Darrell Brooks' sentencing Nov 15-16, he 'plans to appeal'
WAUKESHA, Wis. - Darrell Brooks will be sentenced on Nov. 15-16 following his conviction on 76 charges in connection with the Waukesha Christmas parade attack in November 2021. He did not address an appeal in court Monday when sentencing was scheduled, but in a letter Friday, he said he intends to do so.
Brooks appeared in front of Judge Jennifer Dorow on Monday, Oct. 31 to schedule that sentencing and sort out other logistics tied to the hearing.
Deputy District Attorney Lesli Boese said they expected 36 victims to speak at sentencing, and she estimated it could take 4 to 4.5 hours. Brooks said "20 or more" people would speak on his behalf. Brooks brought up his Milwaukee court cases and said he was busy preparing for his December trial and noted concern about jeopardizing the Milwaukee cases. He asked for enough time and more information.
"I still have to be prepared," said Brooks. "It would be a big help and a great benefit if I can just have a little more time to tie up the loose ends."
Boese said she wanted sentencing completed before Nov. 21, 2022, the one-year anniversary of the parade attack.
Dorow scheduled sentencing for Nov. 15-16 and said she would make Zoom available for victims/families for this sentencing hearing.
Brooks says: ‘I plan to appeal’
Among the other items addressed in court during Monday's hearing was Judge Dorow's unsealing of all search warrants in this case now that the trial is over. Dorow presented a copy of a letter to Brooks indicating all search warrants would be unsealed Nov. 1 and offered an explainer, asking Brooks if he had any objection based in law as to the unsealing of these search warrants.
Brooks did object and said he did not understand. Dorow explained that the search warrants would become public record. Despite his objection, Dorow ordered them unsealed.
Brooks mentioned a letter sent to Judge Dorow Friday, Oct. 28 indicating he was on "suicide protocol." He said he was placed on suicide watch after his convictions Wednesday, Oct. 26.
His letter further reads: "I plan to appeal my conviction, will address Monday in court."
Brooks did not address an appeal in court Monday.
Testimony about ‘shock shackles’
Brooks also brought up "shock shackles," saying it was a "fact" that he wore them during the trial. He made a comment in front of the jury that he had a shock device on his ankle throughout the nearly month-long trial. The judge said that wasn't true and worked to correct the court record. She said deputies would provide photos. The judge ordered the images to remain under seal as releasing them to the public would create a security issue for future trials.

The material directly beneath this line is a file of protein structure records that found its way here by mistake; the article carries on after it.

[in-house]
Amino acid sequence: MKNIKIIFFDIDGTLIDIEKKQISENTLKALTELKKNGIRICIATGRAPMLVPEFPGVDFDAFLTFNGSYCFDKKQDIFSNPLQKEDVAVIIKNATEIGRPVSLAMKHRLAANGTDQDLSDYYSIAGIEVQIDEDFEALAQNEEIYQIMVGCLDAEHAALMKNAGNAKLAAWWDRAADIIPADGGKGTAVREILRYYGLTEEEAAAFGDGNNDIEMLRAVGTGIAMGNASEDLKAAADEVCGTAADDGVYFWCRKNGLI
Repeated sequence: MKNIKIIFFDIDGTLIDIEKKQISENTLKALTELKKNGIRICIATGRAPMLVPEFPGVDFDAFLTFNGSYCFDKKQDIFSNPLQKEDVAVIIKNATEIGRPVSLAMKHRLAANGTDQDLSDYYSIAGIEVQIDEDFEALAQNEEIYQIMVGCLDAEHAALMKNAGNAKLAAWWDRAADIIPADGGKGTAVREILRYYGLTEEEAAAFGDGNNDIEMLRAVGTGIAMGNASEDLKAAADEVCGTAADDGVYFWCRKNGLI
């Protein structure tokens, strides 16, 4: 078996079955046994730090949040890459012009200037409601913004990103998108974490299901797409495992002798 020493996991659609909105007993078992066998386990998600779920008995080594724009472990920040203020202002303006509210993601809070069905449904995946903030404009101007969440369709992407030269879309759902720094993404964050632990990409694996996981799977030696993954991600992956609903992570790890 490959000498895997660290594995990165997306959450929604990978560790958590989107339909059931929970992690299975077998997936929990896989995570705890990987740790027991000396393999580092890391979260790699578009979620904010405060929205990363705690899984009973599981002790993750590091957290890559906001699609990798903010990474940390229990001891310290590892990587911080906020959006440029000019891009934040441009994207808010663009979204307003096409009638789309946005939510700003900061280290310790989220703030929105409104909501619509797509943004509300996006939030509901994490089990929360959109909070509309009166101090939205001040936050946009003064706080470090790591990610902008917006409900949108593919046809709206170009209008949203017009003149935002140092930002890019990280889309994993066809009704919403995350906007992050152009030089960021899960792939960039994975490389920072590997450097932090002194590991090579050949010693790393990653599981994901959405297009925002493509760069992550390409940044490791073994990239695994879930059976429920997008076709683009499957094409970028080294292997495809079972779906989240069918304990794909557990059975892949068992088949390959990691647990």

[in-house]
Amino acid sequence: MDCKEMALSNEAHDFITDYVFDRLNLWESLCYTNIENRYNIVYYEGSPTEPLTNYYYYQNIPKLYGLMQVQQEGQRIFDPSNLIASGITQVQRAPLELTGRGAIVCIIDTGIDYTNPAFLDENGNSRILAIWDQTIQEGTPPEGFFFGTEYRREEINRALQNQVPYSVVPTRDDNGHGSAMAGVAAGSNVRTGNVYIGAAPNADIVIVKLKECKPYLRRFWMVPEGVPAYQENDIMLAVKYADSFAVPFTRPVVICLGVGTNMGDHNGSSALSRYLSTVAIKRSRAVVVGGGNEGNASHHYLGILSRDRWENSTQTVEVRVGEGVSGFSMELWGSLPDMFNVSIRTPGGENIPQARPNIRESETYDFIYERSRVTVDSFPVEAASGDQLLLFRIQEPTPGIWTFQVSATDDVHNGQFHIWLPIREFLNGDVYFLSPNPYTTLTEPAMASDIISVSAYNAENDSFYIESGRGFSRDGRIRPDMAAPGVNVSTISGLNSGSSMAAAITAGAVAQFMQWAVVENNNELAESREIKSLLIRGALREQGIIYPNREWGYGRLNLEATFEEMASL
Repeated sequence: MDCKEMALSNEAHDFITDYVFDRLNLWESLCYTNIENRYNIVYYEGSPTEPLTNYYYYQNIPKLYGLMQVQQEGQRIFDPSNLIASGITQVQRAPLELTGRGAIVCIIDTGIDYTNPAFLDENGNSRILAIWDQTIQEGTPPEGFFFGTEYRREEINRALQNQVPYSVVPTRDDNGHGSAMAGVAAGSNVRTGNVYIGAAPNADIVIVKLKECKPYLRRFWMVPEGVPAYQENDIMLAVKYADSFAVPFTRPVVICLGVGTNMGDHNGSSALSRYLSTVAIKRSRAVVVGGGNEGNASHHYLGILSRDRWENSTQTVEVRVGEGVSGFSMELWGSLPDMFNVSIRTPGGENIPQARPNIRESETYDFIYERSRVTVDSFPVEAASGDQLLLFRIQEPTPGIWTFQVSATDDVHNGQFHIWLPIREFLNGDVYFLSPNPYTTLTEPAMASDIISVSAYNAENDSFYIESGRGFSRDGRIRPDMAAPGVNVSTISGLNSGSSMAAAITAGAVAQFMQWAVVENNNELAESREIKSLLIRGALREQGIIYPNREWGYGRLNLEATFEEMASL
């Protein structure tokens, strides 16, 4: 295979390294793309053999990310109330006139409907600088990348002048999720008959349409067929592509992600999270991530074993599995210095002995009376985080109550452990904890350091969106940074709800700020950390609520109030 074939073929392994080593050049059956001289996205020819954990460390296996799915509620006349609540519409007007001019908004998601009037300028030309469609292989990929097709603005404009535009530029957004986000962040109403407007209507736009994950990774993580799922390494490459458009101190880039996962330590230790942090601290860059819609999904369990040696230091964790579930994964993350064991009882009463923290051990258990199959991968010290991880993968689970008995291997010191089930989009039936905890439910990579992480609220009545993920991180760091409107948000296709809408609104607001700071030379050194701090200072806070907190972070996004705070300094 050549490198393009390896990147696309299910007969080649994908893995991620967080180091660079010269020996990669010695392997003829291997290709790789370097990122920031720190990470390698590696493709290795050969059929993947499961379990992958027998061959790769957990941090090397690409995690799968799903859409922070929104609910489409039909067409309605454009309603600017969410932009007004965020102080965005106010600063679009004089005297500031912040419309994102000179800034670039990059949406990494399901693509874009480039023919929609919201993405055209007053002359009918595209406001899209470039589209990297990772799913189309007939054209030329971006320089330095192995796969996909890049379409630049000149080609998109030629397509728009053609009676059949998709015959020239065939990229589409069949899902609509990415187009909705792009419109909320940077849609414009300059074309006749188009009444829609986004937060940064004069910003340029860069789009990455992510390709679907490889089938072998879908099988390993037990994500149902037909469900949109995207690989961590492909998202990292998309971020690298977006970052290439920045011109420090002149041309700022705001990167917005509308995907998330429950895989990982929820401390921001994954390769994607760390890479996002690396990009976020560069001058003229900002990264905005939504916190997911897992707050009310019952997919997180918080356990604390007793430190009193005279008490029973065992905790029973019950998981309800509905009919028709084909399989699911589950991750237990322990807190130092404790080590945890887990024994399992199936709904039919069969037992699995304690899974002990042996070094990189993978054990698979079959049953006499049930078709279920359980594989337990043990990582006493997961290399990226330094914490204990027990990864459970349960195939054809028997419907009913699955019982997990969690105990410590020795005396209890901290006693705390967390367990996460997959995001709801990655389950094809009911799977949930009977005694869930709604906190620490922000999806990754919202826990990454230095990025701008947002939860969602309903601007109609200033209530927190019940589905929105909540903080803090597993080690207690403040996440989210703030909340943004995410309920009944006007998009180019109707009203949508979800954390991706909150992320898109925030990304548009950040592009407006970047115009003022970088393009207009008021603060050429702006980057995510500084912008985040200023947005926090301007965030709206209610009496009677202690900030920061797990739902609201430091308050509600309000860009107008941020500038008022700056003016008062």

"I think the public should know there was a shock device in my ankles," said Brooks.
"There was no shock device," said Dorow. "I have the photographs."
"The public should know that I had a shock device on my ankles," said Brooks.
Less than 15 minutes into the hearing, Dorow moved Brooks to the adjacent courtroom because of his continued outbursts. Dorow said he was disruptive and challenged the court multiple times.
"Mr. Brooks, I'm in charge of the record and not you," said Judge Dorow.
With Brooks muted, Dorow said it was "absolutely false" that Brooks had a stun belt, explaining that he had a soft strap attached to the table and that this was done for his benefit to shield the jury from seeing that he was in custody.
Nicholas Kibler, a deputy with the Waukesha County Sheriff's Department, testified that soft restraint was used -- not electronic. Dorow asked if any other type of electronic or stun device was used, and Kibler said "no."
"You can't practice law from the bench. None of your deputies told me they were shock devices?" said Brooks.
"It was either myself or another deputy putting them on and never told you they were electronic," said Kibler.
Kibler said the restraints would have limited Brooks' movements, giving deputies time to get him under control.
Brooks and Dorow argued before Kibler stepped down from the stand. Dorow asked him to submit the names of any and all deputies involved if he had them.
Even after his convictions, Brooks again brought up subject matter jurisdiction during Monday's hearing.
A jury found Brooks guilty on all counts Wednesday, Oct. 26 in the Waukesha Christmas parade attack that took place Nov. 21, 2021. The jury deliberated for less than three hours. This, after a more than three-week trial that was, perhaps, unlike any other we've seen. Brooks was convicted of all 76 counts, including six counts of first-degree intentional homicide.
Brooks faces mandatory life in prison for each of six first-degree intentional homicide convictions. In addition, he was convicted on 70 other charges in the Waukesha Christmas parade attack.
Dorow must decide the sentences. It will also be up to the judge whether any or all of them will be concurrent or consecutive to others.
Judge Jennifer Dorow
During sentencing, there is a chance for victims and their families to make impact statements. Brooks will also get an opportunity to address the court and the community.
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Should Brooks appeal his convictions, all of that would have to happen after sentencing. According to Wisconsin law, Brooks has 20 days to file a notice of appeal after he is sentenced.